Patient-Reported Outcomes in Patients Chronic Viral Hepatitis without Cirrhosis: The Impact of Hepatitis B and C Viral Replication. Liver international : official journal of the International Association for the Study of the Liver Younossi, Z. M., Stepanova, M. n., Younossi, I. n., Papatheodoridis, G. n., Janssen, H. L., Agarwal, K. n., Nguyen, M. H., Gane, E. n., Tsai, N. n., Nader, F. n. 2019


Chronic infections with hepatitis B or C (HBV and HCV) are associated with adverse clinical outcomes and patient-reported outcomes (PROs). The aim is to compare PRO scores in patients with chronic HBV and HCV without advanced liver disease before and after suppression/clearance of their infection.Patients with HCV and HBV infection prior to initiation of antiviral treatment and after viral suppression/eradication completed PRO questionnaires.We included 132 patients with HBV and 132 matched patients with HCV. Baseline PRO scores were significantly higher in patients with HBV in the domains of Physical Functioning, Role Physical, Bodily Pain, Social Functioning, and Role Emotional of SF-36, SF-6D utility, Emotional and Fatigue domains of CLDQ, Presenteeism and total Work Productivity Impairment of WPAI:SHP in comparison to patients with HCV by 5.8% to 13.2% of a PRO score range (all p<0.05). After viral suppression (HBV DNA<20IU/mL after 48 weeks of treatment for HBV) or eradication (SVR-12 for HCV), only Physical Functioning and Role Physical scores remained higher in HBV by 6.7%-9.9%, while other PRO scores became similar between HBV and HCV groups (p>0.05). The most prominent improvement of PROs in HCV was noted in Vitality, Emotional, Fatigue, and Worry domains. In addition, General Health, Worry, and Work Productivity scores were the most improved in HBV.Prior to treatment, PRO scores were lower in patients with HCV in comparison to HBV. After successful treatment, both groups of patients experienced improvement in some PRO domains confirming the positive impact of treatment. This article is protected by copyright. All rights reserved.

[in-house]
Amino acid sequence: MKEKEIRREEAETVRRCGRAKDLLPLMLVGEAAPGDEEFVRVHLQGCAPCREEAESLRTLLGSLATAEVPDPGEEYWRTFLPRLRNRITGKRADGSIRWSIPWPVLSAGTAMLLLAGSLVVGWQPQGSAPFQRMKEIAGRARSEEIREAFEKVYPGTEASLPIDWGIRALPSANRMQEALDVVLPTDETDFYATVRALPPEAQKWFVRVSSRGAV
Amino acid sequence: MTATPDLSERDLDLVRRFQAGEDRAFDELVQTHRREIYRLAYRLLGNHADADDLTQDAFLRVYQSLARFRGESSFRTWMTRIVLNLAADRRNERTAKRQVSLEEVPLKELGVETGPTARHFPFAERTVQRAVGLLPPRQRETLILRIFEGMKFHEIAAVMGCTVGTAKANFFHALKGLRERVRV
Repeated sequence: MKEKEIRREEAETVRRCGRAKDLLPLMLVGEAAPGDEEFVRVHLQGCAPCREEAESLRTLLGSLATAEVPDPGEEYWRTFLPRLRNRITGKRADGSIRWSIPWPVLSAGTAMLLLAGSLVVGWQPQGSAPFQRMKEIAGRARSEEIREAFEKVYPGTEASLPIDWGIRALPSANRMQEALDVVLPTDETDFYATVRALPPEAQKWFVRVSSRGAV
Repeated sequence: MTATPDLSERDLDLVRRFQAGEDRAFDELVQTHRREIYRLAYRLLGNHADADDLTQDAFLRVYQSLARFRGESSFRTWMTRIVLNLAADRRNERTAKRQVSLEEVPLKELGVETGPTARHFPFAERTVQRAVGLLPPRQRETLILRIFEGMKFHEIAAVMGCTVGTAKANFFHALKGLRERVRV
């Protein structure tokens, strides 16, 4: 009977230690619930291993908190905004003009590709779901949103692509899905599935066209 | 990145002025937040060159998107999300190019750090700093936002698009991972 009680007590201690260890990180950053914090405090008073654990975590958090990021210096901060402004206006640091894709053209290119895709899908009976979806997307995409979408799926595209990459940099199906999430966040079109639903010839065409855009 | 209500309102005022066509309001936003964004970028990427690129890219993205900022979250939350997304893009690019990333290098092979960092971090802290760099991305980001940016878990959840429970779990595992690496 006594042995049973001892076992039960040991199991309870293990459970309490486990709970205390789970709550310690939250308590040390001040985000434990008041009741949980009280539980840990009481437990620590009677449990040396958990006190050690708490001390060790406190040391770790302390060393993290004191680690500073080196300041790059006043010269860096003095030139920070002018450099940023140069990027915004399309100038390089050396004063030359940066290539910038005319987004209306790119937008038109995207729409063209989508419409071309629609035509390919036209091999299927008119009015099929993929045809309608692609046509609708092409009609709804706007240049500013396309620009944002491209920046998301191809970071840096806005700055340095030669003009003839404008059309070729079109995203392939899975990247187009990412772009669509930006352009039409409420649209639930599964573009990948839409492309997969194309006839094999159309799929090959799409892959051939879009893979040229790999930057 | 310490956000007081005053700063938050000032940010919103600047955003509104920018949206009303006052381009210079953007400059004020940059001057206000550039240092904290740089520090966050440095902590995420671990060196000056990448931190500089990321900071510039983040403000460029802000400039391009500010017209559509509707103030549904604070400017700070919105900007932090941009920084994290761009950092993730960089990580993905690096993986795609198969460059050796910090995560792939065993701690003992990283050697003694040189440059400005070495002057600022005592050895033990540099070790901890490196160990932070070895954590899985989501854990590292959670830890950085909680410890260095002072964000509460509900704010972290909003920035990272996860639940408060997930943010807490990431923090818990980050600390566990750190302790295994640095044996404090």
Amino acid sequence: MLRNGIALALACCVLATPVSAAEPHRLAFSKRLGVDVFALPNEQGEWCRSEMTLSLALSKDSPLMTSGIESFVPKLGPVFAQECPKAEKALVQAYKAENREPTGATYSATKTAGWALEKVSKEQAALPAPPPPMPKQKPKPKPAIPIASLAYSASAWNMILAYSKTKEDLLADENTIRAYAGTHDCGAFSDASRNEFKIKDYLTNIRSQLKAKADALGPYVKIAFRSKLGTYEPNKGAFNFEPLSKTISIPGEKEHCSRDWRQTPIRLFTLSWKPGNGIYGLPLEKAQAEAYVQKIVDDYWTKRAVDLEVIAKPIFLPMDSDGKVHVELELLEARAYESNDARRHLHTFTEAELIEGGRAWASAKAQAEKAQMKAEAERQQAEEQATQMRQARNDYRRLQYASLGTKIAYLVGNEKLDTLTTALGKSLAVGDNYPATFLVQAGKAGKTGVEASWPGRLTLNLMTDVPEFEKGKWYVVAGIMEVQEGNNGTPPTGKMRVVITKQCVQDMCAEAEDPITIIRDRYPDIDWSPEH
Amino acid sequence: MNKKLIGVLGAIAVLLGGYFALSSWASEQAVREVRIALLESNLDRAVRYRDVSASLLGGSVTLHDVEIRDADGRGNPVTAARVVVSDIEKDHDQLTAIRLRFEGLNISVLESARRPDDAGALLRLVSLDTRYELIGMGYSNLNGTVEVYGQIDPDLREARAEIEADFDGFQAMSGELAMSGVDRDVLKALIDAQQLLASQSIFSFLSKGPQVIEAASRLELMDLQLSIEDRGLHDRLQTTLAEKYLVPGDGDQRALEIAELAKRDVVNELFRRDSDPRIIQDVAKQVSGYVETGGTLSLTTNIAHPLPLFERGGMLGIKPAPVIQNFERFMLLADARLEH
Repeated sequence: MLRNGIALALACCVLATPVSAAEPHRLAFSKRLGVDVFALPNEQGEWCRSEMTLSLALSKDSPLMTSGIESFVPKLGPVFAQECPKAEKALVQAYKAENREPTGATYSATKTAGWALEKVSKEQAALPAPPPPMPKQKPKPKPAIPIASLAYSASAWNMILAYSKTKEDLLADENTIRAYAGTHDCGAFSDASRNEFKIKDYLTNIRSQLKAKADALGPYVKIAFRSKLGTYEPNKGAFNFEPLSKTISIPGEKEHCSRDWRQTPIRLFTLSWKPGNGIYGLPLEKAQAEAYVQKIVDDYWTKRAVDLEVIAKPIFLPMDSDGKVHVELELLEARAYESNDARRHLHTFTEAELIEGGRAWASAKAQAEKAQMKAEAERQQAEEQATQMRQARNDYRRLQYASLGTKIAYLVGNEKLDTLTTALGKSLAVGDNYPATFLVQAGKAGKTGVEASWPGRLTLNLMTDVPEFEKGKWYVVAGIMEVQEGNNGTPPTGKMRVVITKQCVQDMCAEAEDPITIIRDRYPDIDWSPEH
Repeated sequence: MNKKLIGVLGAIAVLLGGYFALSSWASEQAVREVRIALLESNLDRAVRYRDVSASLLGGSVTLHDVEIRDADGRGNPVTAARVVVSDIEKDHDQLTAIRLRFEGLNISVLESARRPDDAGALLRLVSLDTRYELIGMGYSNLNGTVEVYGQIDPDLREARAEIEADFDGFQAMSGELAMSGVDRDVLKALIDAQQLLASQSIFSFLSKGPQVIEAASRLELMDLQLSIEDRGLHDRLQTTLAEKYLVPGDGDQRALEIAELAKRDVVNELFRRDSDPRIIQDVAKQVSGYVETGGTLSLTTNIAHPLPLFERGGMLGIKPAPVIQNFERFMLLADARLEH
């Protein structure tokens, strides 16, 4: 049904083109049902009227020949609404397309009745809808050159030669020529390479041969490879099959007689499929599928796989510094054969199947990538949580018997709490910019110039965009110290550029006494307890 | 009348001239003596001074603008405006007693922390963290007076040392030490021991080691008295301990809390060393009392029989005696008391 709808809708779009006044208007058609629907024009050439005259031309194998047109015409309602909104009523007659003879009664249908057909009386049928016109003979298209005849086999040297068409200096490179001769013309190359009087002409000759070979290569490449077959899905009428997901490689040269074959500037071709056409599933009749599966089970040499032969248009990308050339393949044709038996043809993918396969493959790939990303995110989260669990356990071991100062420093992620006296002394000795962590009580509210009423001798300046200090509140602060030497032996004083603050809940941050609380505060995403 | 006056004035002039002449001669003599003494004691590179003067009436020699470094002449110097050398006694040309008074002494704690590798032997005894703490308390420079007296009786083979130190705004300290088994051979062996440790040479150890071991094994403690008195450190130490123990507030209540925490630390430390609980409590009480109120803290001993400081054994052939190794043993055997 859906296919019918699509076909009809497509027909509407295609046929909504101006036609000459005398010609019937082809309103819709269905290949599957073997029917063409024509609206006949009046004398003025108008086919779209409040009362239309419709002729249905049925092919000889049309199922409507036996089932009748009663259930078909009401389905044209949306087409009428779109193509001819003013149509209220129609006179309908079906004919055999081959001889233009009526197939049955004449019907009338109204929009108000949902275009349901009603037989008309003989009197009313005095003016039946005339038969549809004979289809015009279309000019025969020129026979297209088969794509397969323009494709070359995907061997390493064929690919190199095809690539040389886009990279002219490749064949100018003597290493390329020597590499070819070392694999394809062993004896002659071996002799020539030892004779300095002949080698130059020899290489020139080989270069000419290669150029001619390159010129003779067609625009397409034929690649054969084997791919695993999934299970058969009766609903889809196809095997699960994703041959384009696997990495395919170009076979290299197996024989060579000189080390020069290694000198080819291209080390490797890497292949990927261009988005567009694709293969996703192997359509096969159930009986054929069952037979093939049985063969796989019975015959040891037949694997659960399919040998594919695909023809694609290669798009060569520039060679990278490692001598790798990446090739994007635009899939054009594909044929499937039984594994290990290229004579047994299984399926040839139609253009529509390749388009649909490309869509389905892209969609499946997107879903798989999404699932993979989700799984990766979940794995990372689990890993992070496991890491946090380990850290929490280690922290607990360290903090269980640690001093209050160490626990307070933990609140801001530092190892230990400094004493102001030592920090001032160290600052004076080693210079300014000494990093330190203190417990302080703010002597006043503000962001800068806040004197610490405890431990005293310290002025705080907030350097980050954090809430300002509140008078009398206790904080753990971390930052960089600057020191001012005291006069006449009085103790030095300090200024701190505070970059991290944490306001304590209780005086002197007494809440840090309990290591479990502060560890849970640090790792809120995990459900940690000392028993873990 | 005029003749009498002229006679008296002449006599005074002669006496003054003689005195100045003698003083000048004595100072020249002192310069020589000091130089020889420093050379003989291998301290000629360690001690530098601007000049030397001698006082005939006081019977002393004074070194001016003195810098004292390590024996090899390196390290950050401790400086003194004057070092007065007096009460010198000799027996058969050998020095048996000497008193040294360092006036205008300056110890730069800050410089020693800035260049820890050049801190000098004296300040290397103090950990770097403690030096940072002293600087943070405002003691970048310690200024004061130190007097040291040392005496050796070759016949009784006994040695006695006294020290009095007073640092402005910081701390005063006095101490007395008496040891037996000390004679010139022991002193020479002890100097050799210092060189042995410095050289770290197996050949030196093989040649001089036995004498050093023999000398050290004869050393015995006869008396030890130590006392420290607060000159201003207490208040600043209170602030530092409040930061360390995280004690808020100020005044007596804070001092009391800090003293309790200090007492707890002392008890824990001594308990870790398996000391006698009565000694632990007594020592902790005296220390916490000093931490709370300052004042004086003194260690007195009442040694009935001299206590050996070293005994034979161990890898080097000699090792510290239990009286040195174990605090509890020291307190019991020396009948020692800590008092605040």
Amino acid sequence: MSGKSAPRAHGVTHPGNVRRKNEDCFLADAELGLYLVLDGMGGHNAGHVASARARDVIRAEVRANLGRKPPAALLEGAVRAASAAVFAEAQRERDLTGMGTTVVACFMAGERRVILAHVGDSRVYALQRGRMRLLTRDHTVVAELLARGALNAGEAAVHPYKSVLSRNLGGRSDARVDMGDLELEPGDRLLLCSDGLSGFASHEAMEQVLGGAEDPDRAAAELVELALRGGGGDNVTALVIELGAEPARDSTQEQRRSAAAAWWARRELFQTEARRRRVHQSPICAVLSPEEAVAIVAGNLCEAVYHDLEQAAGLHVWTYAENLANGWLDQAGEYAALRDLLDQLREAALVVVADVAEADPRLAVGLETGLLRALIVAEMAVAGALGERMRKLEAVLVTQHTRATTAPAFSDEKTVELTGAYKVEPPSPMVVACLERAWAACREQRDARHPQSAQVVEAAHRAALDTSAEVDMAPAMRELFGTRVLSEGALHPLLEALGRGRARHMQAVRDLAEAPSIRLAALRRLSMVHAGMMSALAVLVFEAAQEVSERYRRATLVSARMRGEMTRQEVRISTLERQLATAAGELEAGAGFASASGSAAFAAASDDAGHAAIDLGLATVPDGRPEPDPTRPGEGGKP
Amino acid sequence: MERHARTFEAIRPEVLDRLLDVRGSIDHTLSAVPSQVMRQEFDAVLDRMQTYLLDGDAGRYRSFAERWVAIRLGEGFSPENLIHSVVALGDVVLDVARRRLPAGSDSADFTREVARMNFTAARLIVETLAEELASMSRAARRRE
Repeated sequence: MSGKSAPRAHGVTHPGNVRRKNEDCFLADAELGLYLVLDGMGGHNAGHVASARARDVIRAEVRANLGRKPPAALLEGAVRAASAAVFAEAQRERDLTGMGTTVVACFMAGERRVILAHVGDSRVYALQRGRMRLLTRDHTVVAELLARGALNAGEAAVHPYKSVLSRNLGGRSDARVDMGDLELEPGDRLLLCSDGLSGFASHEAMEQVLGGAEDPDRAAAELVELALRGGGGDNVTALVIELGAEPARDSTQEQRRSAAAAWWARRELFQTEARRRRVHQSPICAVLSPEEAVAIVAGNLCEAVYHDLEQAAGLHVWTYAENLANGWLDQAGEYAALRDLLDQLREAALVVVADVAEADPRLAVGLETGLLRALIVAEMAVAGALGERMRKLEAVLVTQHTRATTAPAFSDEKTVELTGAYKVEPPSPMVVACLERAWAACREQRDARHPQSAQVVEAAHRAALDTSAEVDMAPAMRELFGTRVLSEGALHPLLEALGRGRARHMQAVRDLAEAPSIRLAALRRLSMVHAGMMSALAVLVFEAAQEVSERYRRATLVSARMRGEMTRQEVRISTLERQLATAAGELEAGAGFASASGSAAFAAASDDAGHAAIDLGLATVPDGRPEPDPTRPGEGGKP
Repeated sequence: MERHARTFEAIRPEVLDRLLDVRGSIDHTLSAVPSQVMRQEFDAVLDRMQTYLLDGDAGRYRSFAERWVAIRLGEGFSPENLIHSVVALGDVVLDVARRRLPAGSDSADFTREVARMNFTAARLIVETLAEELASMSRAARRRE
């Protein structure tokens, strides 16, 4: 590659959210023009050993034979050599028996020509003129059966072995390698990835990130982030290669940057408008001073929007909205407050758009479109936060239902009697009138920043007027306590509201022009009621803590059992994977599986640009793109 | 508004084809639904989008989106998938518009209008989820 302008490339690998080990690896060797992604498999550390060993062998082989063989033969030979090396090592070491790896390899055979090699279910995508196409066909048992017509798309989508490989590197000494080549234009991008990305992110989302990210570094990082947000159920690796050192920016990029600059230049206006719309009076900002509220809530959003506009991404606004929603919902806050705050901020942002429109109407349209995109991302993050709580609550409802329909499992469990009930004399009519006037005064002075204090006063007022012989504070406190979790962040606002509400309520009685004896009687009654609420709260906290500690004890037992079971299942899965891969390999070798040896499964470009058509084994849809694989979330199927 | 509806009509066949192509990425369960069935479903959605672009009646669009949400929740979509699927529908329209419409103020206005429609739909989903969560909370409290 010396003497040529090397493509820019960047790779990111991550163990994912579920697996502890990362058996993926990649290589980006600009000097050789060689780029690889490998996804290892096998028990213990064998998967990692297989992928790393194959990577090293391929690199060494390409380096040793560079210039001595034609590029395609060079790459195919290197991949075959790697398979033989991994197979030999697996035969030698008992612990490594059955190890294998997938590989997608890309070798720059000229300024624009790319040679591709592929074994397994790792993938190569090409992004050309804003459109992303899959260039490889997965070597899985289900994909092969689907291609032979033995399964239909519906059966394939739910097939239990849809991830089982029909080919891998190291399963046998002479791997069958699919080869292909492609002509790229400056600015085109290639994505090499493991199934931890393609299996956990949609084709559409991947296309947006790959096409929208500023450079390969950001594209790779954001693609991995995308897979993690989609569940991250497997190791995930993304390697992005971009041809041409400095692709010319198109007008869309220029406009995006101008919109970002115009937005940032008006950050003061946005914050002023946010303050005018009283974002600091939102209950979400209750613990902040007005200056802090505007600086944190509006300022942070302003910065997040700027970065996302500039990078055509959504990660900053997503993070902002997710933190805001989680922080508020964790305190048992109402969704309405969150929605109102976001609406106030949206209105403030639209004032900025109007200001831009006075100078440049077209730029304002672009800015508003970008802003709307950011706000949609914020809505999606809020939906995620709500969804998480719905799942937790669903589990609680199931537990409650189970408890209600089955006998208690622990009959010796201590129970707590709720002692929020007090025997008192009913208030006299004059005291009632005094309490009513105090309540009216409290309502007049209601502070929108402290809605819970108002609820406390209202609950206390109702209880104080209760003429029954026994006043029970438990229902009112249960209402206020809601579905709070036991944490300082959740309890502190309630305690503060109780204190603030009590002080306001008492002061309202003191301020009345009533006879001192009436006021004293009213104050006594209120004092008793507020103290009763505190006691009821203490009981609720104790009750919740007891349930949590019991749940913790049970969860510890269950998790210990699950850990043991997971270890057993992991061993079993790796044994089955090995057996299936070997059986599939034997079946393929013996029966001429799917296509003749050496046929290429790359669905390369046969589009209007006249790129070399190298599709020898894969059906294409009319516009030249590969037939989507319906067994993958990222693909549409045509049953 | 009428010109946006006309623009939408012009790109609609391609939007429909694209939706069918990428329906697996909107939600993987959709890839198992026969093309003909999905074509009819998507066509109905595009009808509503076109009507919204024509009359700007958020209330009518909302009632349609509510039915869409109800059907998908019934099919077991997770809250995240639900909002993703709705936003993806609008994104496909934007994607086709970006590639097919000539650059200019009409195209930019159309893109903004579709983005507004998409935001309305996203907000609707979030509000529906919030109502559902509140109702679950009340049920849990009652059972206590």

View details for DOI 10.1111/liv.14171

View details for PubMedID 31173468